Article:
Physiological and psychological stress are accompanied by nonverbal behaviour across a wide range of species. The function of this ‘stress behaviour’ is not well understood but is often assumed to be read by others as a cue to stress. Displaying signs of weakness is, however, difficult to understand from an evolutionary perspective and therefore further investigation into why these behaviours exist is needed. Here, we test whether displacement behaviours (i.e., those known to be associated with stress) are reliable indicators of stress in humans. To do this, we presented raters (n=133) with videos of individuals (n=31) undergoing a stress-inducting task. Self-directed displacement behaviours and self-reported stress were both associated with stress ratings given by raters. Therefore, such behaviours can provide reliable information to others and can be considered communicative. Individuals producing more nonverbal stress behaviour were rated as more likeable by raters (perhaps presenting as more honest signallers), indicating a benefit and potential adaptive function of displaying stress. Raters also differed in their accuracy in detecting stress from nonverbal cues. Findings suggest that the accuracy with which individuals were able to detect stress was linked to the number of social connections they reported to have. However, this association was non-linear, with individuals who were most and least accurate reporting the least network connections. This could indicate that the ability to read behaviour is associated with an ability to form and maintain social networks.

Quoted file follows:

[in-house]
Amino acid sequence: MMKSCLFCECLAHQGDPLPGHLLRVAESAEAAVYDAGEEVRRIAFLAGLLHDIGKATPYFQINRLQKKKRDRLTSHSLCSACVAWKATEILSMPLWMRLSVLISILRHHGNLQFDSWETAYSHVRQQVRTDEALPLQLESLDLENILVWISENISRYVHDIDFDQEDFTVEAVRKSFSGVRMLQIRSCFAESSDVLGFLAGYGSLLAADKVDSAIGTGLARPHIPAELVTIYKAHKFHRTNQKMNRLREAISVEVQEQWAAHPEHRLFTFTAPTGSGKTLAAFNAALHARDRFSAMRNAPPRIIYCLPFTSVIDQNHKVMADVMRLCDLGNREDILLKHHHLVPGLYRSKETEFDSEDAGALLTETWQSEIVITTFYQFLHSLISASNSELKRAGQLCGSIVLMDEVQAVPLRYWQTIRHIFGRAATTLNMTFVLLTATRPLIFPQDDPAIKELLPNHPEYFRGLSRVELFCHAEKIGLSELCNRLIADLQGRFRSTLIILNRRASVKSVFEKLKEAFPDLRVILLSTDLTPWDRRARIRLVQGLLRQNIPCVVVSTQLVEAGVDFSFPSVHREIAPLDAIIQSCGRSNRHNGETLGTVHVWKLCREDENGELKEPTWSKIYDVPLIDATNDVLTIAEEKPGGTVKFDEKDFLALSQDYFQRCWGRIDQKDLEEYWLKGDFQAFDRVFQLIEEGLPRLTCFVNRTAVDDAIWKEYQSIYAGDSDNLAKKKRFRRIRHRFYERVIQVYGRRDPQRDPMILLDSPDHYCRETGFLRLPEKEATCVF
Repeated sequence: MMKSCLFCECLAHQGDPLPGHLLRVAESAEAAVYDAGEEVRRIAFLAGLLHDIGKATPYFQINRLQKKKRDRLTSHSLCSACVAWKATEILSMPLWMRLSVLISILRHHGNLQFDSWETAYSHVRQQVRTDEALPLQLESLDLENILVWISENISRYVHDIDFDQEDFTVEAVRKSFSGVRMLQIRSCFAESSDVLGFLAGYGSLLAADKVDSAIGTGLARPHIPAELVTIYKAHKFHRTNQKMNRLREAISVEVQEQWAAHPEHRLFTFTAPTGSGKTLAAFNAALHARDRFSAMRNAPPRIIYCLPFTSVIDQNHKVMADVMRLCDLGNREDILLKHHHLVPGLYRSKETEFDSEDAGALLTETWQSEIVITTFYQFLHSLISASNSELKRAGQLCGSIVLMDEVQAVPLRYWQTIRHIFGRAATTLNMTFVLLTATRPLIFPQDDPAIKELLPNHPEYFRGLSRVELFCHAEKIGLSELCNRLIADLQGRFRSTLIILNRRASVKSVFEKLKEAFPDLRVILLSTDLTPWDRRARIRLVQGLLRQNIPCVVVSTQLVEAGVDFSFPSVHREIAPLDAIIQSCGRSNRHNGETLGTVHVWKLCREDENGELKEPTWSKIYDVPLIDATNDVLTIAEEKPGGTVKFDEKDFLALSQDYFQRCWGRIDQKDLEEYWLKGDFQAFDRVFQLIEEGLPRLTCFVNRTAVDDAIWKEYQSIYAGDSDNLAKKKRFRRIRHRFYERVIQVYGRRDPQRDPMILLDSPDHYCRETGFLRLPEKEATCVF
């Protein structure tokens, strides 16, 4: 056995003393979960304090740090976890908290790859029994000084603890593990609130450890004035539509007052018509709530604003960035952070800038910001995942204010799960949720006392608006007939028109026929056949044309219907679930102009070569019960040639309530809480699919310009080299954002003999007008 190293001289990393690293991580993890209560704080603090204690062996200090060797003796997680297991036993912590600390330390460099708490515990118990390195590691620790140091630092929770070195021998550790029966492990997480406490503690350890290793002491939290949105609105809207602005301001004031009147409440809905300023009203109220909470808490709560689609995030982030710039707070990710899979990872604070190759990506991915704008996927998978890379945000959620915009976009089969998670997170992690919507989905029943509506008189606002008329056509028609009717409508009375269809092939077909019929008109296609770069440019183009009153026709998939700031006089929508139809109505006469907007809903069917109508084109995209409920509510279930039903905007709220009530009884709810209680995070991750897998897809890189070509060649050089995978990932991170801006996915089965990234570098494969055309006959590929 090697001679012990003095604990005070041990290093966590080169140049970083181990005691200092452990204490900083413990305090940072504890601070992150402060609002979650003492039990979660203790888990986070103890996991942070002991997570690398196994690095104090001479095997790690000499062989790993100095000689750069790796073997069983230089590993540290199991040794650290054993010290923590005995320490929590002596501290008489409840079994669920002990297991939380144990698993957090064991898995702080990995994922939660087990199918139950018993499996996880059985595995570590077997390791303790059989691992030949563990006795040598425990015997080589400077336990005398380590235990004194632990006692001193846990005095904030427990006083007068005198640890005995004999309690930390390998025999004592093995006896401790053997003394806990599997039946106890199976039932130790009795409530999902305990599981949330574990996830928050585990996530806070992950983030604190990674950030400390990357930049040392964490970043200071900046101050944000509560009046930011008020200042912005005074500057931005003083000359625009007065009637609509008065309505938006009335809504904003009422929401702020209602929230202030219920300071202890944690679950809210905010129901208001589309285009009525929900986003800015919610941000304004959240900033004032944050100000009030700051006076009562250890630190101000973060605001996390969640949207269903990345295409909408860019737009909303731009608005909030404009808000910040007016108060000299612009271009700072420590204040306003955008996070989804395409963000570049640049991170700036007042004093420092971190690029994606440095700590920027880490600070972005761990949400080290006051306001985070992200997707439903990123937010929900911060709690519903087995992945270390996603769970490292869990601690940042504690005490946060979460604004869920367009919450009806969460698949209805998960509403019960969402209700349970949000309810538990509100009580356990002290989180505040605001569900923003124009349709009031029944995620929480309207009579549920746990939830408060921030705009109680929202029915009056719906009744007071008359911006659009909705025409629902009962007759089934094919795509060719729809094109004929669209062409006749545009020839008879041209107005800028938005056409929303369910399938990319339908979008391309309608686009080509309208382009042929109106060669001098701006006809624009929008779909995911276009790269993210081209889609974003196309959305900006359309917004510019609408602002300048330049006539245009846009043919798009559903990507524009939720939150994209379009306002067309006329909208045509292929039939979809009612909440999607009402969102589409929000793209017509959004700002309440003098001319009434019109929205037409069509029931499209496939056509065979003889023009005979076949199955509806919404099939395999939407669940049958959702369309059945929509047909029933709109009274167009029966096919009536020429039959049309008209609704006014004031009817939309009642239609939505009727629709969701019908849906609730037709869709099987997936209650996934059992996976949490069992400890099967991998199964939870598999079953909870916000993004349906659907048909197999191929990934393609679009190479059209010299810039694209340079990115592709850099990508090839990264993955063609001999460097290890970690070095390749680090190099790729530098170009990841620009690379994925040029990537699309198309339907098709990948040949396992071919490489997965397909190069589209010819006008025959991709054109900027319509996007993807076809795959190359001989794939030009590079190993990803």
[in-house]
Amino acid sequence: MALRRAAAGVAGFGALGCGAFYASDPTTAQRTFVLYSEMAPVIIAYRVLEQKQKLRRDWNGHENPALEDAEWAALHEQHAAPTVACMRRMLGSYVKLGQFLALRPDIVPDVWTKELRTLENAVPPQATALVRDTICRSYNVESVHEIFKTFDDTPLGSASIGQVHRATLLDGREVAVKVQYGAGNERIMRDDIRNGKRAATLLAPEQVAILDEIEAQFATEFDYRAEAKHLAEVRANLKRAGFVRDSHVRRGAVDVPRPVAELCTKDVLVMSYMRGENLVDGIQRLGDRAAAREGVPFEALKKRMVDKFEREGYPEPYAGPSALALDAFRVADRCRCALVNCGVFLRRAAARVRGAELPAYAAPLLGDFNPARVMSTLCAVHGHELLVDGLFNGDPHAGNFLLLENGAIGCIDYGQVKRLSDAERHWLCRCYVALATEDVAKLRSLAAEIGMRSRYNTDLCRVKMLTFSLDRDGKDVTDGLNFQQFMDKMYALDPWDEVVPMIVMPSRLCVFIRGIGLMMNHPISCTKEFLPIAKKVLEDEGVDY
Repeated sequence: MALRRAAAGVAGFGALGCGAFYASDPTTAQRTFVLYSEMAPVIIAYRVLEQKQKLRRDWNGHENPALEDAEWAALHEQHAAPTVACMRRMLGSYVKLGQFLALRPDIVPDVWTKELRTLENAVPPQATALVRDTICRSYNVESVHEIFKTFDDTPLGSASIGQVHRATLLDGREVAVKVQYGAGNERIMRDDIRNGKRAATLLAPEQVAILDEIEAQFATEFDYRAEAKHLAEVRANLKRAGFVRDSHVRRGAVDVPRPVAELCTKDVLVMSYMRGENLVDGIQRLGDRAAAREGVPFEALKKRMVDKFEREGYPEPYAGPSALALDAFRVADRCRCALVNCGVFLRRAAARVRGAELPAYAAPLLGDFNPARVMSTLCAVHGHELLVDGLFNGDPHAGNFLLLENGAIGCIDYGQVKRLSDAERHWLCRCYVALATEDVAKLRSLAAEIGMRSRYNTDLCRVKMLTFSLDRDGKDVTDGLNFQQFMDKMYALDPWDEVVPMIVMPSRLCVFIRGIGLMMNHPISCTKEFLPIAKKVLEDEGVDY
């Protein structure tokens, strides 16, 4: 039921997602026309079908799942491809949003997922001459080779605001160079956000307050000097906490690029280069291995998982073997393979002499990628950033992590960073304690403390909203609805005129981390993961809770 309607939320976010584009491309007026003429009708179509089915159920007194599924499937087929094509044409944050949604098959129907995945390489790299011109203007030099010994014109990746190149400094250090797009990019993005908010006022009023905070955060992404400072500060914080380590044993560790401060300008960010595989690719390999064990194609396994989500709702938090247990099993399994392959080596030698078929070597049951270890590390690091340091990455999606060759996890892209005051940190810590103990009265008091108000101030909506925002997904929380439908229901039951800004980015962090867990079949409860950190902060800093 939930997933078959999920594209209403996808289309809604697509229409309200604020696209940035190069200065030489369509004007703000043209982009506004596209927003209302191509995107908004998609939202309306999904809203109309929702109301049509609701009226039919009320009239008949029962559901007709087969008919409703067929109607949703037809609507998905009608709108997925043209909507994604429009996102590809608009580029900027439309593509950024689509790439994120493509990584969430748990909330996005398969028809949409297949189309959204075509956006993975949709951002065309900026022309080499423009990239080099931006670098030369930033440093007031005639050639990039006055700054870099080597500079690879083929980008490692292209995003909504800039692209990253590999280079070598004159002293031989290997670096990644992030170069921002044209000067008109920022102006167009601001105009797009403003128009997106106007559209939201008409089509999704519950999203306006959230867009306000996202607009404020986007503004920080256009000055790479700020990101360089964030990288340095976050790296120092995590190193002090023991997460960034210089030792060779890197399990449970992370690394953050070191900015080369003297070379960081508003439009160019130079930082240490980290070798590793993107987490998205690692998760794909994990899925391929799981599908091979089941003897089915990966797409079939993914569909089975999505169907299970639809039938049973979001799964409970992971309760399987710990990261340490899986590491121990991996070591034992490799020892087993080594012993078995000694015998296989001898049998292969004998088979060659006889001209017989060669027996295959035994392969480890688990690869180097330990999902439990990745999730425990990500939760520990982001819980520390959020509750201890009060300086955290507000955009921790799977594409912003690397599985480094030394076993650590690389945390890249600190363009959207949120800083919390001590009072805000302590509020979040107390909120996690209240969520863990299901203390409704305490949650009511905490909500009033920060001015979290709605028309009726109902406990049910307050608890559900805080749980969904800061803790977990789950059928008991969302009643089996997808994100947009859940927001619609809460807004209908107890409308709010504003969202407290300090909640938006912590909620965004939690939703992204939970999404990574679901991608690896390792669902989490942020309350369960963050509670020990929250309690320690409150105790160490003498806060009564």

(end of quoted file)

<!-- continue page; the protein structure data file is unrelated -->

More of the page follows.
|Journal||Evolution and Human Behavior|
|Early online date||13 May 2022|
|Publication status||Early online - 13 May 2022|
- individual differences
- displacement behaviour
- facial expressivity